I think there comes a slump for many writers. It falls somewhere after the first couple of novels, when you realise that you can write, but also around the time your awareness of the market peaks and you start to question why you’re writing; for whom?
It’s quite tempting to say ‘myself,’ and lock yourself in a room where you can hunch up over the keyboard and talk solely to your imaginary friends.
If Adam and Eve had both been writers, the human race would never have occurred. Fifty Shades of Grey might, but the human race – never.
Left on its own in a room, art will eventually fester. Ideas, like people, need to reach out and touch one another. As I said on day three: if you haven’t got a story to tell, go looking for one.
Similarly, if you find yourself becoming introverted and anti-social, find something to collaborate on.

I’m a lifelong lover of a freeware package called Celtx. It allows anyone to format screenplays and scripts without shelling out silly money for the leading market brand. Because I enjoy it, I became involved in the forum. As a result, I met an enthusiastic young filmmaker in the States. He asked for a short, I delivered, and hopefully that’ll bear fruit at some point in the future.
I’m very excited about that. Scriptwriting isn’t like writing a novel. As a novelist, you’re used to having the final say on your work. You control everything from the way the characters dress, to the lines they speak, to the locations they visit and the thoughts inside their head.
With scripts, you have to let go a little. I liken it to that game you play, where one person draws the head, folds it over, the next draws the body, folds it over... you have no idea what the big picture will be until it unfolds at the end.
Some people don’t like to relinquish control of their work, but I think it’s a healthy thing to do from time to time. Let ideas inter-seed. Let them grow tall and independent. I firmly believe that collaborating on projects enriches you, those you work with, and your understanding of writing as an art.
It was this need to go out and get involved in things that landed me at booQfest.
Unashamedly, it started online. I did an interview with a renowned blogger called Morgen Bailey. Because of this, I followed her on Twitter. Because of that, I happened to see a call for authors she tweeted. Because of all of the above, I was invited to give a reading. Because someone pulled out, I was invited to take part in a panel. Because I said ‘yes,’ I was also invited to Waterstone’s.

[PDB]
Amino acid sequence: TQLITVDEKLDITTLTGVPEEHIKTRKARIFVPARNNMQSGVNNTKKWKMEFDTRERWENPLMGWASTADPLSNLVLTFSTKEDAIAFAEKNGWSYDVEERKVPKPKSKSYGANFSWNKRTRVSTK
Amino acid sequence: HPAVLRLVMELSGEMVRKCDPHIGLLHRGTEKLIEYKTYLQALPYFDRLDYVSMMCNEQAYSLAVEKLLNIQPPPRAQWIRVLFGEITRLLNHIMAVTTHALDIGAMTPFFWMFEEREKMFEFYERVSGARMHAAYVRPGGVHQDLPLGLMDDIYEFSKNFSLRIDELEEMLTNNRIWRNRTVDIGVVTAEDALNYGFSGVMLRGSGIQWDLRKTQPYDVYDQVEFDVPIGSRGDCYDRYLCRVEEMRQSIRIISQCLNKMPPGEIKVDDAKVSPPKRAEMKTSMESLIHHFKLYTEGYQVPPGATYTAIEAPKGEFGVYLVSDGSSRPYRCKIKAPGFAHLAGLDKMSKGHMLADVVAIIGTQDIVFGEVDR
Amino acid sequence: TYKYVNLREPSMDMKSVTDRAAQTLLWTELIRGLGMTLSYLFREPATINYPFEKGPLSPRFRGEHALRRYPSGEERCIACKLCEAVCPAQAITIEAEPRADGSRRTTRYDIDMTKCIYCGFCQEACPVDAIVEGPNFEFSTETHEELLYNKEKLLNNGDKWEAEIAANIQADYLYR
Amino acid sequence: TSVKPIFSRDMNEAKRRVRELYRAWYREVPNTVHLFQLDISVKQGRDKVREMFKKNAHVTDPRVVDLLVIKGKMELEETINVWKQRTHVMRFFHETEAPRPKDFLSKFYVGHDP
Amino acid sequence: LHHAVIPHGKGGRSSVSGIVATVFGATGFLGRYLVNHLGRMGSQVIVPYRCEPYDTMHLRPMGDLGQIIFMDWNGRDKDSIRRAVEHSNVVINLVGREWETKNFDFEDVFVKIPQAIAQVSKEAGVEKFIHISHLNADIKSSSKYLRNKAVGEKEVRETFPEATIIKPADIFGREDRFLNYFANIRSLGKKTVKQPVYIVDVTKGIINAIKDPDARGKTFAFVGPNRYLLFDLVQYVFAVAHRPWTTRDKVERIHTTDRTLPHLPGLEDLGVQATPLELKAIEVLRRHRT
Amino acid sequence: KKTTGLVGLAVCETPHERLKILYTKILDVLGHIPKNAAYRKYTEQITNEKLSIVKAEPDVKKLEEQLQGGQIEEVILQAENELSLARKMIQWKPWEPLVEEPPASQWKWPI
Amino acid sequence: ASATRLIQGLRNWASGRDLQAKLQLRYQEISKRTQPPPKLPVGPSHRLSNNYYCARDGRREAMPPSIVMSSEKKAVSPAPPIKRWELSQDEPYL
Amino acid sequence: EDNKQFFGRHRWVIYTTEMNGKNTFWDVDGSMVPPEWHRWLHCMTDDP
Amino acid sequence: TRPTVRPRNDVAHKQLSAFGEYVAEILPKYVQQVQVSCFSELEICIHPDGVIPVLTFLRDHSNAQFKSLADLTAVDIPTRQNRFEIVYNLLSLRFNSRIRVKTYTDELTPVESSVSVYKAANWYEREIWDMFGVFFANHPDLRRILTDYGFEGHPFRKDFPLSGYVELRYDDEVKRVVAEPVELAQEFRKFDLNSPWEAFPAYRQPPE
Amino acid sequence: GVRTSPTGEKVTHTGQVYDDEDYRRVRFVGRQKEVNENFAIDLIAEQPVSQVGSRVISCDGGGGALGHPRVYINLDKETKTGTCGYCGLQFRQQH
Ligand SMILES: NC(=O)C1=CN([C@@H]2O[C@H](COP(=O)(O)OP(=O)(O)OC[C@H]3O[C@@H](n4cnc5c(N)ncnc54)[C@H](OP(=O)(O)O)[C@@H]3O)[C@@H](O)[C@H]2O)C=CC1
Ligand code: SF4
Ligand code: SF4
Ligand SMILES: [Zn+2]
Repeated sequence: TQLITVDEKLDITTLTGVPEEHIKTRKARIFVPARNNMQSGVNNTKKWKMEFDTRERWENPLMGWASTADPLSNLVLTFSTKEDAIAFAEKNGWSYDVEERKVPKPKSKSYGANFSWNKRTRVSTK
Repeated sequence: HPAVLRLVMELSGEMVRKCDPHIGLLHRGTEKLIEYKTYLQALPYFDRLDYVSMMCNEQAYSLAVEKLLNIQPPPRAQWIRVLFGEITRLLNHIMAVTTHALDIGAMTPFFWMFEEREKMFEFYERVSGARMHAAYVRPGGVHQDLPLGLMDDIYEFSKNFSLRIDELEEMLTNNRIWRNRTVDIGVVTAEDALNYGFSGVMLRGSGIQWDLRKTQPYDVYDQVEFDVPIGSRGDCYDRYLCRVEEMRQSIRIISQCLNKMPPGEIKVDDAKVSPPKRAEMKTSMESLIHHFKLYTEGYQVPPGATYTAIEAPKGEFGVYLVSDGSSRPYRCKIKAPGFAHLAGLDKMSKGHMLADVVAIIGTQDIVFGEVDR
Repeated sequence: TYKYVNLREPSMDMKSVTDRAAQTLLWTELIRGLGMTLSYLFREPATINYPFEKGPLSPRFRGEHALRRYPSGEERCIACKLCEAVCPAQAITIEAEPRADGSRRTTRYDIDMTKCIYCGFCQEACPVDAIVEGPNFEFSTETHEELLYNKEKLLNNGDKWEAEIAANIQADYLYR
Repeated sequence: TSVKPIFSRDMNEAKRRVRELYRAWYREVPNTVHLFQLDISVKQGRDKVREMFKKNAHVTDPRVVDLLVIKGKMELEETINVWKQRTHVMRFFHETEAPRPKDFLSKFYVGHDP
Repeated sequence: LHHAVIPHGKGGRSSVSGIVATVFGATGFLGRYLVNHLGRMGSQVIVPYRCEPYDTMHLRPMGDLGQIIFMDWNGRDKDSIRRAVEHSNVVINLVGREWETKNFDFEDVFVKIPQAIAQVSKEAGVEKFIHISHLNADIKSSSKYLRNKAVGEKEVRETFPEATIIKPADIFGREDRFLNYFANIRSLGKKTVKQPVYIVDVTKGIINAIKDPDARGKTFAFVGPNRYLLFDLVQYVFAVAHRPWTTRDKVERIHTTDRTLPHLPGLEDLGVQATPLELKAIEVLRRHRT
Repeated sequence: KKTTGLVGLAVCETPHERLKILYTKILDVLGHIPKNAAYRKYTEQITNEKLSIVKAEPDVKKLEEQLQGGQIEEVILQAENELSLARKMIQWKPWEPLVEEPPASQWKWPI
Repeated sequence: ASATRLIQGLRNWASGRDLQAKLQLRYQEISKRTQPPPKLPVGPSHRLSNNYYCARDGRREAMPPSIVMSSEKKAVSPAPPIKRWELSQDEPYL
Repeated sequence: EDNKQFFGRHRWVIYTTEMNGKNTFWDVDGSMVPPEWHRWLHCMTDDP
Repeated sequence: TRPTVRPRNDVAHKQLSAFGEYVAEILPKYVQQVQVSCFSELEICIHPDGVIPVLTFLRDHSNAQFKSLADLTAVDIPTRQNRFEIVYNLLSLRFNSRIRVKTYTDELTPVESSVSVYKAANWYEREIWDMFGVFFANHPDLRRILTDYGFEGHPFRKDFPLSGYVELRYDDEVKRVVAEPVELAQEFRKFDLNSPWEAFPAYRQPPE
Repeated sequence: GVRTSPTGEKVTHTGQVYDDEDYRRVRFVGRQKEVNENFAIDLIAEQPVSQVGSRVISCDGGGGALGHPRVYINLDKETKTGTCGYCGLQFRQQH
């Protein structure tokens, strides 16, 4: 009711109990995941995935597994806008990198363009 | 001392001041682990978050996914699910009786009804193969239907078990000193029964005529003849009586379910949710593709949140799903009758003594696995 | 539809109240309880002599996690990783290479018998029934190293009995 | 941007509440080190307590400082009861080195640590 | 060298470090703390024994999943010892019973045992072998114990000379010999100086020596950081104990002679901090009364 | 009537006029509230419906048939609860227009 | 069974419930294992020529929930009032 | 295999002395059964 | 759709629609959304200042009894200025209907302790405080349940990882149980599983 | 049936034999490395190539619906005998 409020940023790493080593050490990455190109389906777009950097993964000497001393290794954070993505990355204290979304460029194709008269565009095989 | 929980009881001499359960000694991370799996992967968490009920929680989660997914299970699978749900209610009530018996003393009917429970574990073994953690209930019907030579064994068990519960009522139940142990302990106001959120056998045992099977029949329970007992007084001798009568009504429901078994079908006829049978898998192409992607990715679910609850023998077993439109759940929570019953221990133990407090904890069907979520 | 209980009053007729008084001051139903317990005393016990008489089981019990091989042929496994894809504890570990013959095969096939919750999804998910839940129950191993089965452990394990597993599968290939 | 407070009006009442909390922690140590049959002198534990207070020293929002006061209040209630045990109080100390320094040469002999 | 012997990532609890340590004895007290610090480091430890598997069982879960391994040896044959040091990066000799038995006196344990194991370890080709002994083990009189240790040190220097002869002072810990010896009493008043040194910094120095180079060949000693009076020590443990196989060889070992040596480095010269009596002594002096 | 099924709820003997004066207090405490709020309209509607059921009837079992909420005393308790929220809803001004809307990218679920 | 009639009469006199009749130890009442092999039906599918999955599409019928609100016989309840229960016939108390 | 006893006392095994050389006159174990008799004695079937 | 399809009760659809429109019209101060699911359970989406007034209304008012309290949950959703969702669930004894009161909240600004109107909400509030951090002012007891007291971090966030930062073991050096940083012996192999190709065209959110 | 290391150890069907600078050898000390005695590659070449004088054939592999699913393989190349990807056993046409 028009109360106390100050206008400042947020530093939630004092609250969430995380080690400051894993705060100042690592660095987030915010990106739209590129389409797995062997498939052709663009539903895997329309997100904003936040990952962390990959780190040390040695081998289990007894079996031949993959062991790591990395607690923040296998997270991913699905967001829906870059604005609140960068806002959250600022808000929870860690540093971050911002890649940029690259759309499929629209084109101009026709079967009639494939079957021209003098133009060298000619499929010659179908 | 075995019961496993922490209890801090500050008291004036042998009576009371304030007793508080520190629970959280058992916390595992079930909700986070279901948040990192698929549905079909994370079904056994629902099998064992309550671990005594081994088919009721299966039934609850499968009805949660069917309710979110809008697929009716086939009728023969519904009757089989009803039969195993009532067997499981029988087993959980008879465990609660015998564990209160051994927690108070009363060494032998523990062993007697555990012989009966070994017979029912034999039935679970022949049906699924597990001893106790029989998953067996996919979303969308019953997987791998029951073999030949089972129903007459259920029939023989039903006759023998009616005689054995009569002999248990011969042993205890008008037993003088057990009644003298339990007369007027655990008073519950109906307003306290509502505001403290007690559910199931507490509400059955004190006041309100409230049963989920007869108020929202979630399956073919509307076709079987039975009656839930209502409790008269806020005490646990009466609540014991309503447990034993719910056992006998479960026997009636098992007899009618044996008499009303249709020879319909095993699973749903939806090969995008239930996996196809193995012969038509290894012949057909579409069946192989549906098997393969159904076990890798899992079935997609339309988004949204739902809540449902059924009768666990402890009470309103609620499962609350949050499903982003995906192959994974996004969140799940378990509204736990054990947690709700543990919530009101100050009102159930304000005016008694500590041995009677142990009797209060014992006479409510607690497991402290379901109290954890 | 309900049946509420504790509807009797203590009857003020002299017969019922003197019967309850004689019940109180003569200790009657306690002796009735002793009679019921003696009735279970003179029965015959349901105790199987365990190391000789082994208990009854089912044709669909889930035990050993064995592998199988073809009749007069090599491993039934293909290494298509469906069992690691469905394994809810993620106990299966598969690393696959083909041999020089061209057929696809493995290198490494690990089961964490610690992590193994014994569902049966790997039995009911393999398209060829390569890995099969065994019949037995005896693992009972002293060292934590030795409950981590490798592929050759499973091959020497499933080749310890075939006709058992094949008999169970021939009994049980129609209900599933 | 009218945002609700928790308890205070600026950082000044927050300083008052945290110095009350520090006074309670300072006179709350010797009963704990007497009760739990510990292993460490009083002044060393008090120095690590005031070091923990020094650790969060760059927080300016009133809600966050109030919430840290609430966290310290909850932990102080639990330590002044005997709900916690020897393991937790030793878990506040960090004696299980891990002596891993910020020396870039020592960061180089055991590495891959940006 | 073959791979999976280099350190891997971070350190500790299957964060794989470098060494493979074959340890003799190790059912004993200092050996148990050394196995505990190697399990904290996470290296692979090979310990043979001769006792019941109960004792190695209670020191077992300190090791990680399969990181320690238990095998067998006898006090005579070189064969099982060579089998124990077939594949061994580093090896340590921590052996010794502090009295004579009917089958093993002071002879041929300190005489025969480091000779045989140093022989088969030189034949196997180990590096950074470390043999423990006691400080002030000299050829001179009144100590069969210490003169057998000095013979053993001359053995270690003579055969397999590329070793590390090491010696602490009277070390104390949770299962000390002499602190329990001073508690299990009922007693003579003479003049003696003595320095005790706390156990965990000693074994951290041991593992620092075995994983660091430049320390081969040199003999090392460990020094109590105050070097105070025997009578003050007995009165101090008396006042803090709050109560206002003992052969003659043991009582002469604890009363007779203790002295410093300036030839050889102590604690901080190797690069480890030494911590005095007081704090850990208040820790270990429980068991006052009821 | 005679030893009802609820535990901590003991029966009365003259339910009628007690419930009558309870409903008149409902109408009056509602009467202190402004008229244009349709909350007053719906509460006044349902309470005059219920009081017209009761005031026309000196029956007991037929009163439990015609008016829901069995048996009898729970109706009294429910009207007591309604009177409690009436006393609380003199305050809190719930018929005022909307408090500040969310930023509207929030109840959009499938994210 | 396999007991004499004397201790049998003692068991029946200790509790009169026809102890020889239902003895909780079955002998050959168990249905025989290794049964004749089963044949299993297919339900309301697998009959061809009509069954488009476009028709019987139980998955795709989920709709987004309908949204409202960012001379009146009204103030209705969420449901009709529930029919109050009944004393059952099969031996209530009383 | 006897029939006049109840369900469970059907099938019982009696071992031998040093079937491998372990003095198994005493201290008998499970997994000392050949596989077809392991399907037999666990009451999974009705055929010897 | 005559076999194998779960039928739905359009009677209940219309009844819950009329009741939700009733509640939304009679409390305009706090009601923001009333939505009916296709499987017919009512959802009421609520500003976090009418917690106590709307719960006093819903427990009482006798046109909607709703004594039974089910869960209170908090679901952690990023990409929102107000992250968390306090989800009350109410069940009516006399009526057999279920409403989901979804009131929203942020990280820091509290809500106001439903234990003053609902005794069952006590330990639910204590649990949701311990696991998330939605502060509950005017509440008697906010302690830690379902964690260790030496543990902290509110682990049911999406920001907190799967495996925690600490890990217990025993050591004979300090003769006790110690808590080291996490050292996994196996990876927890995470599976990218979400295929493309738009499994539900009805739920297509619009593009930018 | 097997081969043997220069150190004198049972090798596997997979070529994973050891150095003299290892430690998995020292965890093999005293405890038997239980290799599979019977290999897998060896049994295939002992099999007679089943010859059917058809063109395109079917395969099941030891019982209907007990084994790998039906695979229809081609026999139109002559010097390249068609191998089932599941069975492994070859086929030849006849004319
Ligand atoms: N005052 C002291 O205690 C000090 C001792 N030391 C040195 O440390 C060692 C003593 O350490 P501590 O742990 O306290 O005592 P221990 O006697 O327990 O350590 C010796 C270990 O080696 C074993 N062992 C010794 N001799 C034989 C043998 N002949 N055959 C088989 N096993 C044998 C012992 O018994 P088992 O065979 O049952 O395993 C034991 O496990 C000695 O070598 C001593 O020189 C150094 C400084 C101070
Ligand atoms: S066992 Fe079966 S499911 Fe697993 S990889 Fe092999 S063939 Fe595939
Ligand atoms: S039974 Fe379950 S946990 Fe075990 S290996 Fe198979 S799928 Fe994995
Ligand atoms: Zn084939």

Thus the cycle of artistic creation and opportunity continues.
The more you get involved in, the more you are invited to get involved in.
Day #5: Make use of your social media and ‘real life’ contacts. Much has been decided over a quiet pint or a good meal. Look for small projects to get involved in, you never know how big they might become.

Day Six: Intubate

So, what don’t I like about writing?
We’ve all got our bugbears.
I was listening to the multi-award winning author Sid Smith on Open Book the other day. He jacked in novel writing to go and write poetry. One of the reasons he gave was: “Takes too long, too many words. Boring.”
I laughed out loud, because it’s true. No matter how much you love writing, no matter how much you’re in love with the idea of writing – a novel is a lot of words. Marrying yourself to one idea until the last page is hard graft. Then you finish and you have to start the process all over again.
I’m with Smith on this one. There are too many words in a novel. However, I’m not about to throw it in to write short stories or poetry. Not yet, at least.
Secondly, what I hate about being a writer, more than writing, is marketing.
It’s never ending. Yes, there are more ways of doing it than ever before, more platforms: Twitter, Facebook, LinkedIn, Goodreads, Libboo, Amazon... it isn’t difficult to find your soap box.  What is difficult is finding the time and energy to invest in marketing, which mostly involves giving away free stuff, answering repetitive questions, and getting to grips with Audacity.
What’s worse is that small and independent publishers like mine don’t have mega marketing bucks to invest. It’s like finding yourself in a marketplace, dressed in rags, trying to shout loud enough to be heard over the other fourteen-thousand people around you who are also trying to sell a carrot.
On the up side, this can lead to fun gorilla marketing tactics.
For instance... petrol station toilets. When staff clean them, they never look on the back of the door. Whenever you need to use one, why not take the opportunity to blu-tack up a flyer for your book? Captive audience.